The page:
Stroke rehab researcher recognised in Queen’s birthday honours

A research physiotherapist from London has received recognition in the Queen’s 2017 birthday honours list.


Fiona Jones, professor of rehabilitation research at Kingston University and St George's University of London, was made a Member of the British Empire (MBE) for her services to stroke rehabilitation.

Speaking to Frontline Professor Jones said she felt ‘shocked and humbled’ by the recognition of her work.

‘I’ve had a lot of help, support and encouragement from family, friends and all my colleagues,’ she said.

‘Since I qualified as a physiotherapist in the early 80s I’ve seen the profession change so much.

‘The work I’ve been doing – which puts patients at the heart of their care and uses robust research methodologies to study a participatory approach – is now much more accepted than it was.

‘We now recognise that patients hold many of the answers and we could be using their skills and expertise so much more.’

Self-management and patient involvement

Professor Jones became a CSP Fellow in 2011 and was president of the Association of Chartered Physiotherapists Interested in Neurology from 2013 until March this year.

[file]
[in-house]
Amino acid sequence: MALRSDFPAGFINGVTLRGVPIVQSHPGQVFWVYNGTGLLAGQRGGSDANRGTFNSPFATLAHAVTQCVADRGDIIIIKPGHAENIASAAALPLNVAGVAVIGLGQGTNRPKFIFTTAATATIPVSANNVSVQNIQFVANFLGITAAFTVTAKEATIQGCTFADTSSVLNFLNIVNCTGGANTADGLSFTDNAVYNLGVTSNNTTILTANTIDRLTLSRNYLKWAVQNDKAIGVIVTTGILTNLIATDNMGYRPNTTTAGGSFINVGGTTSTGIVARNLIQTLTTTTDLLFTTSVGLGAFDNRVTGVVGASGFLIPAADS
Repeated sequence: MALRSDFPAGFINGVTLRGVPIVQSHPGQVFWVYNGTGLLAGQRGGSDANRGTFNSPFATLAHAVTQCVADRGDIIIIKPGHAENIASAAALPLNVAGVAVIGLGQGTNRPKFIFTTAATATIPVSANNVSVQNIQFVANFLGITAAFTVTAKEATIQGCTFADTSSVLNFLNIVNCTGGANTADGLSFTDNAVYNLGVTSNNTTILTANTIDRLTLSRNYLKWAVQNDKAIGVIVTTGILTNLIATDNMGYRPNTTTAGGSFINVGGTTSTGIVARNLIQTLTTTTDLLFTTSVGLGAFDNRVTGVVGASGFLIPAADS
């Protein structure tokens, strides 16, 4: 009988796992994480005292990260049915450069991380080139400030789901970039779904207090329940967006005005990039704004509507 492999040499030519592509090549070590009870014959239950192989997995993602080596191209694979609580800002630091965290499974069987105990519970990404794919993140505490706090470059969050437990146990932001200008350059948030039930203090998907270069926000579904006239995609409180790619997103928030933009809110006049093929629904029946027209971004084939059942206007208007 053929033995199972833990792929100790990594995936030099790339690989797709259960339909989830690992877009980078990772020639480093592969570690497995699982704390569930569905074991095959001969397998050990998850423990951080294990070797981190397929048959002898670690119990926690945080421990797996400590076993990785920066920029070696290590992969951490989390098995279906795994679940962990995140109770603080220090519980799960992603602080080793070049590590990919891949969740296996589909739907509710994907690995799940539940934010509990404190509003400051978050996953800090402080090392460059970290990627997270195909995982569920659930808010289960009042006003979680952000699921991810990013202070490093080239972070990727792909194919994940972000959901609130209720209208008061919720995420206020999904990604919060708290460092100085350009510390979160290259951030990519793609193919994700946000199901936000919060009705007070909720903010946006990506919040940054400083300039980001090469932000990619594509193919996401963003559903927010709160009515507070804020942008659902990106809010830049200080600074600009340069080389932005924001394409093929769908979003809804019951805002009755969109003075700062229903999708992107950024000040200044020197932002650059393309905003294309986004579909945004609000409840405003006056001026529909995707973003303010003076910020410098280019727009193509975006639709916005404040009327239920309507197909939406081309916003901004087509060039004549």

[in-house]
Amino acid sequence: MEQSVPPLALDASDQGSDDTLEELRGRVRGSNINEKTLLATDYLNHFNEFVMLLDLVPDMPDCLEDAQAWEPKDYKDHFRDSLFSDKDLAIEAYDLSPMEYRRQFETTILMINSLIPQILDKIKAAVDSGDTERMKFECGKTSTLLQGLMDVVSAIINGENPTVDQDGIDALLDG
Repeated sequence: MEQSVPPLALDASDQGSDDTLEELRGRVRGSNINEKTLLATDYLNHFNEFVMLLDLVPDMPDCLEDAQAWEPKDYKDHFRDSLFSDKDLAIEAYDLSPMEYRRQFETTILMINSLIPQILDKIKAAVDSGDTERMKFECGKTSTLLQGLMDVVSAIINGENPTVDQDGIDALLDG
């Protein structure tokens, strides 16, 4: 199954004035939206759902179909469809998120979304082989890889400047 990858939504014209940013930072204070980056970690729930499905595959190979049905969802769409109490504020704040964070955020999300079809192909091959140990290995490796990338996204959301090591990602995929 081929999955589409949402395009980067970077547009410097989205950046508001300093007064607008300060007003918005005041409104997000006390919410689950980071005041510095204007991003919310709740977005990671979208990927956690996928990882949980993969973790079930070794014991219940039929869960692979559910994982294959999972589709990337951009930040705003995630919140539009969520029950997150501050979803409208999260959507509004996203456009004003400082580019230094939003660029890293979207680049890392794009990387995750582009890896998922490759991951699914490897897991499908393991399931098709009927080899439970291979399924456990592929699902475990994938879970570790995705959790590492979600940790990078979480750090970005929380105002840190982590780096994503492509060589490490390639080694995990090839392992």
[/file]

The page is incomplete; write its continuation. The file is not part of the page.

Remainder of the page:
She is also the founder and chief executive of Bridges Self-Management, a social enterprise that helps stroke survivors to manage their own care.

Last year she became the chief investigator for the CREATE, a National Institute for Health Research funded study.

The project is examining how a service improvement approach known as experience-based co-design [which allows staff and service users to co-design services and/or care pathways together] can increase therapeutic activity in stroke units.

‘The problem is the lack of activity on stoke units and looking at the environment and how to make it more therapeutic,’ Professor Jones explained.

‘And this is the first study of its kind in acute stroke, using methodologies where patients, staff and families come together to co-design to solutions.’

Author: Robert Millett

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